Sichuan pepper in an Ale.

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Muggy Dawson
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Preferred Brewing Method: Single-Vessel All-Grain (SVA)
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Sichuan pepper in an Ale.

Post by Muggy Dawson » 4 months ago

Tasted Honey Ma Gold Ale the other week at Great Leap Brewing in Beijing. Loved this and wanted to have a go at making something similar. I've got some basic parameters for a recipe, but the only info I've got so far on the Sichuan pepper addition is to use them like a hop addition.
Does anyone have experience with using this ingredient, or have suggestions for other preparation of it.
A pamphlet I got at their tap house said the brewer perfected his recipe after talking with a local cook, famous for his Sichuan chicken wings, who has a special process for them.
Am I over thinking this? Is it as simple as a late hop addition?
I'm going to try a batch in about two weeks, and I'm seeing if anyone has other ideas on how to approach this.
Next - Bohemian Pilsner.
Cubed - Sierra Pale.
F.V's - Smokey Dark Ale, Basic Stout.
Briefly Bottled - Basic Stout II, Basic Stout III, Stock Stout, Victory Stout, Southern Cross Pale, Smoked Porter.

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ShorePoints
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Re: Sichuan pepper in an Ale.

Post by ShorePoints » 4 months ago

Muggy, what's the dosage?
There are hot peppers and then there are HOT peppers. While in grad school we had a garden plot among students from other parts of the world. We shared growing techniques and vegetables. A fellow from India gave me a pepper that he said he might use on salad. Foolish student that I was, I took a small bite and cried through body spasms from the "heat." :cry:
And you can add a Scoville scale to your brew along with Tinseth. ;)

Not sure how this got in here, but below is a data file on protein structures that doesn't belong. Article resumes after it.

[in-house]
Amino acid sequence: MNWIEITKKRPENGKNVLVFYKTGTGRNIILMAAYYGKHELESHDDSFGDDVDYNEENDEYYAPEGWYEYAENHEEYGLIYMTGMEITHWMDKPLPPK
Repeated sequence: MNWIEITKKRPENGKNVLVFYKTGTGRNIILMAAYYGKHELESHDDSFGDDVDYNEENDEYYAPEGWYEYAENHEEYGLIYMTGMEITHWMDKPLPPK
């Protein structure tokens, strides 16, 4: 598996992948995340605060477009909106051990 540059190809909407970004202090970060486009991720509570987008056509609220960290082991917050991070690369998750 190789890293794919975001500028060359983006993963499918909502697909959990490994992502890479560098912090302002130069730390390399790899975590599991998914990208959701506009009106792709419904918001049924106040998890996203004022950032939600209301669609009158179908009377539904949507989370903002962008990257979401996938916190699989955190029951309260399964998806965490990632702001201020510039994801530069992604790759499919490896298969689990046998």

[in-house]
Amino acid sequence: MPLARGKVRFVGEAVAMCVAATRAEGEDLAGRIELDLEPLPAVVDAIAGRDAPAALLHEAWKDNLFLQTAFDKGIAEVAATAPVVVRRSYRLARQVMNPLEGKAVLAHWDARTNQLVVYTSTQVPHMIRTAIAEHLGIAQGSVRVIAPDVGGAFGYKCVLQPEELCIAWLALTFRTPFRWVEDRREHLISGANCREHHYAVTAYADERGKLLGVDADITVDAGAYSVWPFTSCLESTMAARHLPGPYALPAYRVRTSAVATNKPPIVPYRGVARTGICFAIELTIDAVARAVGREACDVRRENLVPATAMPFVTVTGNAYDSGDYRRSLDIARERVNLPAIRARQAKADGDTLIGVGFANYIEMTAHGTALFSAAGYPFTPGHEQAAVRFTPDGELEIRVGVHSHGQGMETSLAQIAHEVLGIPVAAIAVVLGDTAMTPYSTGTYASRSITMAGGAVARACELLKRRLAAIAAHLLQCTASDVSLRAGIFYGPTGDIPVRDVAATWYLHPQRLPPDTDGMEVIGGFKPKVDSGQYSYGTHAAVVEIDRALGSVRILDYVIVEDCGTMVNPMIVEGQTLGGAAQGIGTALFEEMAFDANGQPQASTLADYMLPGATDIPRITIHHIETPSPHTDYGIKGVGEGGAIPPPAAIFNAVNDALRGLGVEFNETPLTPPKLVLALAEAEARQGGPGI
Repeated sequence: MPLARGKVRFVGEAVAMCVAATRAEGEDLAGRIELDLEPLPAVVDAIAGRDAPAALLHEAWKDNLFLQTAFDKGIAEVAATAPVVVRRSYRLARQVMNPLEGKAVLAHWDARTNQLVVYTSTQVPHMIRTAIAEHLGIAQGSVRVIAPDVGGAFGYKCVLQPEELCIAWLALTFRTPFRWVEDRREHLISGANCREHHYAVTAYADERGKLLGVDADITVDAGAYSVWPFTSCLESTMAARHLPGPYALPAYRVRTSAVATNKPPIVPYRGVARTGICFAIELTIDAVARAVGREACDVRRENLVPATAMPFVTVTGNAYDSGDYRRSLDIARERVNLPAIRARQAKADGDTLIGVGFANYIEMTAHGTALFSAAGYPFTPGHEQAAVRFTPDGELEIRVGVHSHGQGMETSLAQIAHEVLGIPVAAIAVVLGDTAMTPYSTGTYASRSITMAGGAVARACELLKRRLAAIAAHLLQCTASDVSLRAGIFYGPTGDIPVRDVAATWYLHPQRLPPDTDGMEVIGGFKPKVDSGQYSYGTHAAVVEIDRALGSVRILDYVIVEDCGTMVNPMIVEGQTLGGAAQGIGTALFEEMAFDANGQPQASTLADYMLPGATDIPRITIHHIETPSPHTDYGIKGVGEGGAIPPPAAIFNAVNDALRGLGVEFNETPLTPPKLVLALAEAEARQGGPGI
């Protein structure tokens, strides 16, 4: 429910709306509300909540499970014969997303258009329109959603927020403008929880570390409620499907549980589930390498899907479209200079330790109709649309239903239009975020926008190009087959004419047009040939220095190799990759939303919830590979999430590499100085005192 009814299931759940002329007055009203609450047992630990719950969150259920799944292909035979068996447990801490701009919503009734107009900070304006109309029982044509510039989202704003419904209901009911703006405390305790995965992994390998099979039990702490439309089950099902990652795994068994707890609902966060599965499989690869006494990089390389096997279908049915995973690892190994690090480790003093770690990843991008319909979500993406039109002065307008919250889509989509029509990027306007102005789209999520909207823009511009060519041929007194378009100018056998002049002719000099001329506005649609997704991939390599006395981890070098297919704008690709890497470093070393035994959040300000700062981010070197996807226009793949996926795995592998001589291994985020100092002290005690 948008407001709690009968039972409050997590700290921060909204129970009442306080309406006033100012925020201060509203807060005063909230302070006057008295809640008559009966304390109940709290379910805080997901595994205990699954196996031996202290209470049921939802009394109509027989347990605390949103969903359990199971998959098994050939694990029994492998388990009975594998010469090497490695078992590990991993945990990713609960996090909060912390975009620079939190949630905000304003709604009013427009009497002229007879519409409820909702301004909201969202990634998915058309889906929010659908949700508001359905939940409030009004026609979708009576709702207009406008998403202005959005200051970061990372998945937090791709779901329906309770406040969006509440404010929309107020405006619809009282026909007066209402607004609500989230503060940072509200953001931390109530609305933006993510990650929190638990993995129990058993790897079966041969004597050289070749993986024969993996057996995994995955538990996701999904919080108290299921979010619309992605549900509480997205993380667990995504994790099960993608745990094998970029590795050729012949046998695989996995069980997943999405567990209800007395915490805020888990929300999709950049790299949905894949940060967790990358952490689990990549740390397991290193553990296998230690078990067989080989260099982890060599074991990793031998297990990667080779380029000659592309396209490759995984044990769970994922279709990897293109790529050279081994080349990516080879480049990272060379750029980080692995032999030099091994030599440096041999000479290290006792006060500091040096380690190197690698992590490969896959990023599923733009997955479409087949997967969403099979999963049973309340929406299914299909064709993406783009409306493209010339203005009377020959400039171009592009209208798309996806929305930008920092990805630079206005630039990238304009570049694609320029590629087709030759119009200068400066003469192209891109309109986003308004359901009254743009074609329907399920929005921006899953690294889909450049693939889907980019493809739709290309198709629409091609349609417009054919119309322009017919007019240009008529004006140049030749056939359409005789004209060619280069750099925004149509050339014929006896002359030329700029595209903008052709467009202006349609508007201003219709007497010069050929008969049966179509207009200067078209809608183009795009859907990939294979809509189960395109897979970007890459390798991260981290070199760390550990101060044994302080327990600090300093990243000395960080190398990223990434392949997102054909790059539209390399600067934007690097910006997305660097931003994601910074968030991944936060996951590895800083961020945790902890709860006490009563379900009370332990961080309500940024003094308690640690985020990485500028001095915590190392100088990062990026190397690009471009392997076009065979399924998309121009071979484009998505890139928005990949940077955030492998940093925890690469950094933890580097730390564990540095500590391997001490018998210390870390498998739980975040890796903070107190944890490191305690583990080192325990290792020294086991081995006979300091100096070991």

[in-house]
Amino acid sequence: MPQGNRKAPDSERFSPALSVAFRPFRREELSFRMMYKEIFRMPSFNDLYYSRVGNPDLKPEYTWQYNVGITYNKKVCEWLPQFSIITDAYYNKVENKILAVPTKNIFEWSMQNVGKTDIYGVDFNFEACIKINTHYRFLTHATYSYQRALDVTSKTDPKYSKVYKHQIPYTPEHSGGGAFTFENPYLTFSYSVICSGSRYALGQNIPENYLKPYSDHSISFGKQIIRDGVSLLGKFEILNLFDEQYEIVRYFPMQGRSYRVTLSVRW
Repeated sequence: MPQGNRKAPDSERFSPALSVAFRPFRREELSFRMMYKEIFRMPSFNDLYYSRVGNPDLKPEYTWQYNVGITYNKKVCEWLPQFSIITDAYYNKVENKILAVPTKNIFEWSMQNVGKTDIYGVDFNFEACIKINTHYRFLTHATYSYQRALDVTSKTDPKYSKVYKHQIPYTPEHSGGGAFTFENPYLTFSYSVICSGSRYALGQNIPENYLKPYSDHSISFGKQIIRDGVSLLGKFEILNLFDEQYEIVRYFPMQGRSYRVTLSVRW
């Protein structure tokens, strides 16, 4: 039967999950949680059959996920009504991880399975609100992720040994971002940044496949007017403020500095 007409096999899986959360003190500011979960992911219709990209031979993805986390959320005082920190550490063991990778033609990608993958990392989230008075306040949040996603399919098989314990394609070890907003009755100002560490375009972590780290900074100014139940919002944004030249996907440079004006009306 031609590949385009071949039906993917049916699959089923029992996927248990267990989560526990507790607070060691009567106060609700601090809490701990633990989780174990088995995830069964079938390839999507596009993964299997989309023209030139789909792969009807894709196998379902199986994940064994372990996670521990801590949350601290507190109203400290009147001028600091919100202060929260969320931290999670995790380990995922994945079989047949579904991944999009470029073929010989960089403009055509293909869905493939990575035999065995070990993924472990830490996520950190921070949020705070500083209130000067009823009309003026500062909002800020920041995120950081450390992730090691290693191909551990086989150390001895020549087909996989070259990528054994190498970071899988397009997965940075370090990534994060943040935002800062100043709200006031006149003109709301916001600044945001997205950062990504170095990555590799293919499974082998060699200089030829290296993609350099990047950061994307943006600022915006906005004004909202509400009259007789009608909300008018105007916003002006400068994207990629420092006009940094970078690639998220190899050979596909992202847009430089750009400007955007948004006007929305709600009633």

A small scale pilot experiment might be in order before you commit the whole batch.


Topic author
Muggy Dawson
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Australia
Posts: 42
Joined: 1 year ago
Location: Western Australia
Region: Oceania
Preferred Brewing Method: Single-Vessel All-Grain (SVA)
City: Geraldton

Re: Sichuan pepper in an Ale.

Post by Muggy Dawson » 4 months ago

These aren't peppers or chillies, they're a peppercorn type pepper. They belong to the rue or citrus family and the strength is fairly consistent. Different amounts will give varied flavour and effects with a lemony overtone, but generally this quote from Wikipedia covers it nicely -

According to Harold McGee in On Food and Cooking, they are not simply pungent; "they produce a strange, tingling, buzzing, numbing sensation that is something like the effect of carbonated drinks or of a mild electric current (touching the terminals of a nine-volt battery to the tongue). Sanshools appear to act on several different kinds of nerve endings at once, induce sensitivity to touch and cold in nerves that are ordinarily nonsensitive, and so perhaps cause a kind of general neurological confusion."

Suggested amount from another forum was a 7-10gram addition at 10minutes before flameout. But I still think there might be more to it, like cold steeping prior to the addition, or some weird wonderful way that I just don't know about yet.
Next - Bohemian Pilsner.
Cubed - Sierra Pale.
F.V's - Smokey Dark Ale, Basic Stout.
Briefly Bottled - Basic Stout II, Basic Stout III, Stock Stout, Victory Stout, Southern Cross Pale, Smoked Porter.

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ShorePoints
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Re: Sichuan pepper in an Ale.

Post by ShorePoints » 4 months ago

Thanks, Muggy, for educating me on Sichuan peppers. Those are interesting effects as described. I'll have to learn more about the "active ingredient"
It is the peppercorn, in the citrus family that is added, not a garden pepper. :interesting:

The peppercorn seems to activate sensory nerves other than taste! A New York Times article from 2004 - the part about 50 Hz is interesting. A new kind of "buzz." :shock:
http://www.nytimes.com/2004/02/04/dinin ... index.html

It's fascinating stuff, but I'm still a fan of Reinheitsgebot.
Last edited by ShorePoints on 04 Jul 2017, 04:12, edited 1 time in total.


Topic author
Muggy Dawson
Gold
Gold
Australia
Posts: 42
Joined: 1 year ago
Location: Western Australia
Region: Oceania
Preferred Brewing Method: Single-Vessel All-Grain (SVA)
City: Geraldton

Re: Sichuan pepper in an Ale.

Post by Muggy Dawson » 4 months ago

They're a strange sensation in food. I've found they numb my mouth enough that I can keep eating the spicy hot chillies in a dish, which is a little dangerous for the next day.

As suggested I may just try a small test batch, using a soaking then add like a hops addition.
Next - Bohemian Pilsner.
Cubed - Sierra Pale.
F.V's - Smokey Dark Ale, Basic Stout.
Briefly Bottled - Basic Stout II, Basic Stout III, Stock Stout, Victory Stout, Southern Cross Pale, Smoked Porter.

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